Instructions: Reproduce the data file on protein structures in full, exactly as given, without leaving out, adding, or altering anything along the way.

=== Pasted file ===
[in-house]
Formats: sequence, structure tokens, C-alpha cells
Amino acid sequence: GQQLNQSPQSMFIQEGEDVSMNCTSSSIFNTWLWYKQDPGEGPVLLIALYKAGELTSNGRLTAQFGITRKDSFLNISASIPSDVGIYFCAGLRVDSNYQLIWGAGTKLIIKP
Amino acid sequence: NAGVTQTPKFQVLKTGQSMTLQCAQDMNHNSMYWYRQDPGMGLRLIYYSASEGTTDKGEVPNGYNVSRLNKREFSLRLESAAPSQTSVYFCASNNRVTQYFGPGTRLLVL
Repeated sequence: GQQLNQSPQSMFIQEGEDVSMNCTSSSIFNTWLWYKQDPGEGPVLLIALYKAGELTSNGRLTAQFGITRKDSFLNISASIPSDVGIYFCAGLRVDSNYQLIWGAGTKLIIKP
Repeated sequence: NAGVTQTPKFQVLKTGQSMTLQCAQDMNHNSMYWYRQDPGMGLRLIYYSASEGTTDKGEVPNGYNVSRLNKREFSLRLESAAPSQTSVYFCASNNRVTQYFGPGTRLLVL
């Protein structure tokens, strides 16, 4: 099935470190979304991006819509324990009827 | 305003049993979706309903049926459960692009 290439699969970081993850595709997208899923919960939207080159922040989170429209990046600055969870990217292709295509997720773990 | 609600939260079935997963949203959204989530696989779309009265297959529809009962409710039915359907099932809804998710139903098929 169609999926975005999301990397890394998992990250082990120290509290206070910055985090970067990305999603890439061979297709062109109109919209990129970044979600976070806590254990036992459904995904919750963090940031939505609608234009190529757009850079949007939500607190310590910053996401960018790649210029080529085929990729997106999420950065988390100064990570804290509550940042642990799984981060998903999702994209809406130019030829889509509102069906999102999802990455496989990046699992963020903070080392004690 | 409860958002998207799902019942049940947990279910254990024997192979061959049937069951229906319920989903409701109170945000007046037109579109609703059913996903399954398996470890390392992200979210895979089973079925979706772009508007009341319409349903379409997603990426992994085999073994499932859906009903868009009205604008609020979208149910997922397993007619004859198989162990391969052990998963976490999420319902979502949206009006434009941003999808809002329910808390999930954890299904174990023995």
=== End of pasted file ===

[in-house]
Formats: sequence, structure tokens, C-alpha cells
Amino acid sequence: GQQLNQSPQSMFIQEGEDVSMNCTSSSIFNTWLWYKQDPGEGPVLLIALYKAGELTSNGRLTAQFGITRKDSFLNISASIPSDVGIYFCAGLRVDSNYQLIWGAGTKLIIKP
Amino acid sequence: NAGVTQTPKFQVLKTGQSMTLQCAQDMNHNSMYWYRQDPGMGLRLIYYSASEGTTDKGEVPNGYNVSRLNKREFSLRLESAAPSQTSVYFCASNNRVTQYFGPGTRLLVL
Repeated sequence: GQQLNQSPQSMFIQEGEDVSMNCTSSSIFNTWLWYKQDPGEGPVLLIALYKAGELTSNGRLTAQFGITRKDSFLNISASIPSDVGIYFCAGLRVDSNYQLIWGAGTKLIIKP
Repeated sequence: NAGVTQTPKFQVLKTGQSMTLQCAQDMNHNSMYWYRQDPGMGLRLIYYSASEGTTDKGEVPNGYNVSRLNKREFSLRLESAAPSQTSVYFCASNNRVTQYFGPGTRLLVL
């Protein structure tokens, strides 16, 4: 099935470190979304991006819509324990009827 | 305003049993979706309903049926459960692009 290439699969970081993850595709997208899923919960939207080159922040989170429209990046600055969870990217292709295509997720773990 | 609600939260079935997963949203959204989530696989779309009265297959529809009962409710039915359907099932809804998710139903098929 169609999926975005999301990397890394998992990250082990120290509290206070910055985090970067990305999603890439061979297709062109109109919209990129970044979600976070806590254990036992459904995904919750963090940031939505609608234009190529757009850079949007939500607190310590910053996401960018790649210029080529085929990729997106999420950065988390100064990570804290509550940042642990799984981060998903999702994209809406130019030829889509509102069906999102999802990455496989990046699992963020903070080392004690 | 409860958002998207799902019942049940947990279910254990024997192979061959049937069951229906319920989903409701109170945000007046037109579109609703059913996903399954398996470890390392992200979210895979089973079925979706772009508007009341319409349903379409997603990426992994085999073994499932859906009903868009009205604008609020979208149910997922397993007619004859198989162990391969052990998963976490999420319902979502949206009006434009941003999808809002329910808390999930954890299904174990023995």